It's mandatory to wear a face covering when you go to the following places:

  • NHS settings, such as hospitals and GP surgeries
  • Transport hubs, such as train stations and airports, and when using any form of public transport
  • Shops, supermarkets, and shopping centres
  • Banks, building societies and post offices
  • Cafes and restaurants which do not have table service and require customers to go to a till to purchase food and drink. Once food has been purchased, customers are able to take off their face covering to eat the food if there is a sitting area available for this.
  • Visitor attractions and entertainment venues, such as cinemas, museums, galleries, and bingo halls
  • Places of worship, crematoria and chapels at burial grounds
  • Venues providing beauty treatments, such as hairdressers and nail salons
  • Public areas of hotels and hostels
  • Libraries
  • When working in shops, bars, restaurants, or as a taxi driver.

These rules do not apply to everyone and you do not need to wear a face covering if you or the person you care for: 

  • find it difficult to put on, wear or remove a face covering because of a physical or mental illness or impairment, or disability 
  • find putting on, wearing or removing a face covering will cause you severe distress 
  • are travelling with or providing assistance to someone who relies on lip reading to communicate 
  • are using public transport to avoid injury, or to escape a risk of harm, and you do not have a face covering with you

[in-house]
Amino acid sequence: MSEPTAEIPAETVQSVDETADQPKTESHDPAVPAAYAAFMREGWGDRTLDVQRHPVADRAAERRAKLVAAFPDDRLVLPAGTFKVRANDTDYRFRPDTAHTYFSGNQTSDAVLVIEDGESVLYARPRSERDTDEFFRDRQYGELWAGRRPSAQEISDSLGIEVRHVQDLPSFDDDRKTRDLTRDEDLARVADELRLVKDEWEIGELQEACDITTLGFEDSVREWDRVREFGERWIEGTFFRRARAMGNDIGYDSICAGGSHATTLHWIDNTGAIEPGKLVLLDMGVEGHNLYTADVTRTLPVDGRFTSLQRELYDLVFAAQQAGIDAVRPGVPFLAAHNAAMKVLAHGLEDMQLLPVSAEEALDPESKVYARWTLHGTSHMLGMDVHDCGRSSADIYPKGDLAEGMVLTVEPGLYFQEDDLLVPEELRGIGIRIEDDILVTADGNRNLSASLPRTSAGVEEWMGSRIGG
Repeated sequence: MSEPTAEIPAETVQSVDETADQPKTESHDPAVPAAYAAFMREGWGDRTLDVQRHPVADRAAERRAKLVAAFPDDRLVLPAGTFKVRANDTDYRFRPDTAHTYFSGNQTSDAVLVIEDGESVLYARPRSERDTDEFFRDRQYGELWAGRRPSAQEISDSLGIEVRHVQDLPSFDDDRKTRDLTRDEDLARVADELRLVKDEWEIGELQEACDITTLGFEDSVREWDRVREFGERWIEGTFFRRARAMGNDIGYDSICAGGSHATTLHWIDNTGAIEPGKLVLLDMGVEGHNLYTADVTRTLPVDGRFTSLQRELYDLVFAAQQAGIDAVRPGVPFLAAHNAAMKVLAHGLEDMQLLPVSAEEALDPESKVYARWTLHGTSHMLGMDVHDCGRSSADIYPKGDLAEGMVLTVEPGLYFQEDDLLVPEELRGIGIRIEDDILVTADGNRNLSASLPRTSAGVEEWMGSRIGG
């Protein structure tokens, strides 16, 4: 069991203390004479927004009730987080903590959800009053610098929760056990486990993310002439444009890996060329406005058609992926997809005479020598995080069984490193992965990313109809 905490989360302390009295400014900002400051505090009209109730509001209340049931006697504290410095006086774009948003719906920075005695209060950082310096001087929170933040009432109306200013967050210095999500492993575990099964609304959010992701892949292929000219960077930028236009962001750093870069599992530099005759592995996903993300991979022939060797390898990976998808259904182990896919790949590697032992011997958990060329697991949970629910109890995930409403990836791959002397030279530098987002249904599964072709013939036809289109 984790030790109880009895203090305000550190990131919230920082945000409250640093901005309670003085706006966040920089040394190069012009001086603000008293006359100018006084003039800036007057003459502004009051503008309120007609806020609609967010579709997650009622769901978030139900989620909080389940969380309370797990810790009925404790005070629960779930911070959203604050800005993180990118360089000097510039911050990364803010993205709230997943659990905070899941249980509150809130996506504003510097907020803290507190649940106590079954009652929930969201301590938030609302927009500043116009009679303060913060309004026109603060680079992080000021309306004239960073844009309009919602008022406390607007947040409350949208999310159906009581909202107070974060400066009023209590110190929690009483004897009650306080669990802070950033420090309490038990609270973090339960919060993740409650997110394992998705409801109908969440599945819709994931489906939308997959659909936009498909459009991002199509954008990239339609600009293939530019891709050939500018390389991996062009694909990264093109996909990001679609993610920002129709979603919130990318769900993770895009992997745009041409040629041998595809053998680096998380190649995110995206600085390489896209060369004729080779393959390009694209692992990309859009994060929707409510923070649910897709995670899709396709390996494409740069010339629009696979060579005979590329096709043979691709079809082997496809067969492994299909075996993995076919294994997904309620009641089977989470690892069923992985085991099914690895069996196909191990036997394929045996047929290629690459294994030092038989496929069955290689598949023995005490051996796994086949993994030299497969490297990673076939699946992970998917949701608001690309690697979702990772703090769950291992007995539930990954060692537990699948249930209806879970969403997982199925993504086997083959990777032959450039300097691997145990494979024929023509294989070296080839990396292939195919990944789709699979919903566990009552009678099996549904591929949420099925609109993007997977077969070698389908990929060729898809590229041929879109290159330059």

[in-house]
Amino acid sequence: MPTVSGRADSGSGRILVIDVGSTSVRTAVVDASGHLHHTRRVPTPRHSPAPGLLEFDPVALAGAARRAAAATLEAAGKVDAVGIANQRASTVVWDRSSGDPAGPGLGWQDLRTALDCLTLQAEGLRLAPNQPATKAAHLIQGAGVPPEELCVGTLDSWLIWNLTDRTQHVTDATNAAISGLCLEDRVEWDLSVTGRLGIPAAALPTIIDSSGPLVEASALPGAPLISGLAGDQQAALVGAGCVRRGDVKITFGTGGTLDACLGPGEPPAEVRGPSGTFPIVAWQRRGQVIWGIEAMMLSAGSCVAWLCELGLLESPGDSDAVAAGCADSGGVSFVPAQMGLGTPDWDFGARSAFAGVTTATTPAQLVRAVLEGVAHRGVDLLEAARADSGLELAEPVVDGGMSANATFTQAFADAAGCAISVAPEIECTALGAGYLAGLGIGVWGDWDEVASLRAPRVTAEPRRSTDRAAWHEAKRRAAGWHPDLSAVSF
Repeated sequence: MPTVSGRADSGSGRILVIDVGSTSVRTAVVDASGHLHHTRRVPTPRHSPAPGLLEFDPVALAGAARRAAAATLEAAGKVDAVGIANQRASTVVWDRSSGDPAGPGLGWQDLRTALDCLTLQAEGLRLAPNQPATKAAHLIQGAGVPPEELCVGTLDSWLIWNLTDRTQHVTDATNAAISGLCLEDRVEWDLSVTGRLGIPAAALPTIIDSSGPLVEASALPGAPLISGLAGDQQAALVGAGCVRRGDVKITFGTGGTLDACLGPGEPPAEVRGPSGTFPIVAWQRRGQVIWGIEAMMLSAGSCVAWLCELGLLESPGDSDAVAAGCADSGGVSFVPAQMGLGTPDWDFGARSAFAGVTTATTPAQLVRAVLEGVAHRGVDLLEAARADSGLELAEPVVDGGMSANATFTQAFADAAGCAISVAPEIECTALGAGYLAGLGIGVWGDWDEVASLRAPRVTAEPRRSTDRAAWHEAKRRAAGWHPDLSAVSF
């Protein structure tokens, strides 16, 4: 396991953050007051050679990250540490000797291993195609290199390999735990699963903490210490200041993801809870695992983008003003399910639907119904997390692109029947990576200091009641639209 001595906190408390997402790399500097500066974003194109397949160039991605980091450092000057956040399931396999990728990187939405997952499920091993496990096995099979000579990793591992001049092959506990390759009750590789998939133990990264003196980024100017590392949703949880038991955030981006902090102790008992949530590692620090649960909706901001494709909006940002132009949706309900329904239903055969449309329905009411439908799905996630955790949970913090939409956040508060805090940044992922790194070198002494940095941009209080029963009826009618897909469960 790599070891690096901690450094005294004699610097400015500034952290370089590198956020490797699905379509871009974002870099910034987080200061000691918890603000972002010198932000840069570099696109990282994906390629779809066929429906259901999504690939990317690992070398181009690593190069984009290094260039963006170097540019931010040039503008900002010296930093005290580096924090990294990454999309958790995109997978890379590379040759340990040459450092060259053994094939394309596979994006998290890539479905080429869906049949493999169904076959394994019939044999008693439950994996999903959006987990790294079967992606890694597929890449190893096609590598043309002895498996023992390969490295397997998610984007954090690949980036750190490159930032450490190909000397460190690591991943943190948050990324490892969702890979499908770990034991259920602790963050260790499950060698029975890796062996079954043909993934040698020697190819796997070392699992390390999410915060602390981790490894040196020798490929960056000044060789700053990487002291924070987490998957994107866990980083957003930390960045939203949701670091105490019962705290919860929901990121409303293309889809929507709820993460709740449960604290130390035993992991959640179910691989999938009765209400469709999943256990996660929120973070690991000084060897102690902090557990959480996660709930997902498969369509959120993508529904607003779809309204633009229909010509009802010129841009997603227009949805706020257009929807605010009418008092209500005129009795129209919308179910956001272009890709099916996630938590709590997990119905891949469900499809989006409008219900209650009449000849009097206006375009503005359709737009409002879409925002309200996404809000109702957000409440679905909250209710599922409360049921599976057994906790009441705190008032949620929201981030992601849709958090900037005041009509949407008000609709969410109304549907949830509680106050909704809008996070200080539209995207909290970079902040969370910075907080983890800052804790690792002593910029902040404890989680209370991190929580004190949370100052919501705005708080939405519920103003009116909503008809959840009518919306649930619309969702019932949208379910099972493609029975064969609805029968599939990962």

• need to eat or drink during the journey 
  • need to take medication during the journey
  • when receiving a service which cannot be done while wearing a mask, such as having a haircut.

This list of exemptions is not exhaustive, and you are exempt from wearing a covering if you have justifiable reasons for not wearing one because of your health or disability. 

It's important to be respectful to people who aren't wearing face coverings as their reason for not wearing one may not always be obvious. 

Children under 3 should not wear face coverings. It isn't mandatory for children under 11 to wear face coverings on public transport, or, from 24 July, in shops and supermarkets.

You may also remove a face covering if:

  • asked to do so by a police officer
  • asked to do so in a bank, building society, or post office for identification purposes
  • asked by shop staff for age identification
  • your health is being assessed by a professional such as a pharmacist and they need to see your face
  • speaking with people who rely on lip reading, facial expression, and clear sound.